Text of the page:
When you hear the word “scurvy,” dirty old sailors and pirates like Jack Sparrow probably come to mind.
Scurvy is a disease, formerly common among seafarers, that may result in anemia, lethargy, spotty/wounded skin, spongy gums, and jaundice. While it might be tempting to blame the scurvied pirates for their unhealthy lifestyles, drinking and cavorting around with loud-mouthed parrots and filthy rats, it’s really not their fault! Scurvy is caused by a vitamin C deficiency that affects all of us!
In fact, the potential to develop scurvy is what makes us human! …Well, maybe it’s not the thing that makes us human. But it is a thing that makes us haplorines, aka dry-nosed primates, who are (like guinea pigs, some bats, and various other species) scurvy-prone. Scurvy is one of the many things that separates us from the honorable, wet-nosed (strepserrhine) slow loris:
Humans and other haplorines are scurvy-prone due to a mutation in our Gene-of-the-Week, GULO, which codes for gulonolactone oxidase.
Gulonolactone oxidase is an enzyme necessary for the production of vitamin C (aka ascorbic acid or ascorbate). In 1991, Nishikimi and Yagi described GULO deficiency as “the most prevalent genetic disorder, because all individuals of scurvy-prone species carry this trait.”1 Therefore, because, unlike the slow loris, we cannot produce our own vitamin C, we need to get it from our diets. Pirates and sailors (including Christopher Columbus’s crew) could not preserve vitamin C-containing fruits and vegetables for very long, hence they were particularly susceptible to scorbuticism (the fancy word for “having scurvy”). To combat scurvy, they sometimes drank grog: water with rum and lime juice. Ahh! So, if you’re feeling a little lethargic, skip the OJ and try some grog! Cheers! (Fun fact: the lime juice in grog is thought to be the source of the term “limey“!)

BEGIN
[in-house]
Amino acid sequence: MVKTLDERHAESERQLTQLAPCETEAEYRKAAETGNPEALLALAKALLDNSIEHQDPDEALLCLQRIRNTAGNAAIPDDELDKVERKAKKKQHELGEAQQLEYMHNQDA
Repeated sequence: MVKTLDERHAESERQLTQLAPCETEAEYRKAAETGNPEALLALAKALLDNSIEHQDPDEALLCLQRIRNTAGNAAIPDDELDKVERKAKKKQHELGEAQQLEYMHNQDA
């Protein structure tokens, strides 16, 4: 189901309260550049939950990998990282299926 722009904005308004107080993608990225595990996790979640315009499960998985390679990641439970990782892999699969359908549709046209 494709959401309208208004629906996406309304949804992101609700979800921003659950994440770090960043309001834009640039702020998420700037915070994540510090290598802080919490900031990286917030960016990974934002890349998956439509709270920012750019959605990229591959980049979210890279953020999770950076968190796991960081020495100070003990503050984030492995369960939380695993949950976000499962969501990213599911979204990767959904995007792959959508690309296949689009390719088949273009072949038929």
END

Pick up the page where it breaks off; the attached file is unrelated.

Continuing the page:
So what’s the big deal about rodent Gulo? Well, unlike our lowly human selves, rats and mice are able to produce their own vitamin C. And while this is good for them, it means they are not good models for scurvy nor can they provide good models for GULO-deficient us. Recently, it has been suggested that vitamin C can mediate anti-tumor effects, such as apoptosis and autophagy. In order to study the potential anti-cancer benefits of vitamin C, however, we cannot use regular old vitamin C-producing mice as is– won’t to do. Instead, Campbell and Dachs recommend (and have themselves used) Gulo-deficient mice.23 I’m not sure how pig GULO will fit into this new realm of research, but hopefully Gulo-/- mice will stay scurvy-free and help cancer biologists elucidate the potential anti-cancer effects of grog!! In the meantime… drink up!?
- Nishikimi, M., and Yagi, K. (1991). Molecular basis for the deficiency in humans of gulonolactone oxidase, a key enzyme for ascorbic acid biosynthesis. Am. J. Clin. Nutr. 1203S – 8S. [↩]
- Campbell, E.J., and Dachs, G.U. (2014). Current limitations of murine models in oncology for ascorbate research. Front. Oncol. 4, 282. [↩]
- Kim, J.-H., Jeong, Y.-J., Hong, J.-M., Kim, H.-R., Kang, J.S., Lee, W.J., and Hwang, Y.-I. (2014). Chronic vitamin C insufficiency aggravated thioacetamide-induced liver fibrosis in gulo-knockout mice. Free Radic. Biol. Med. 67, 81–90. [↩]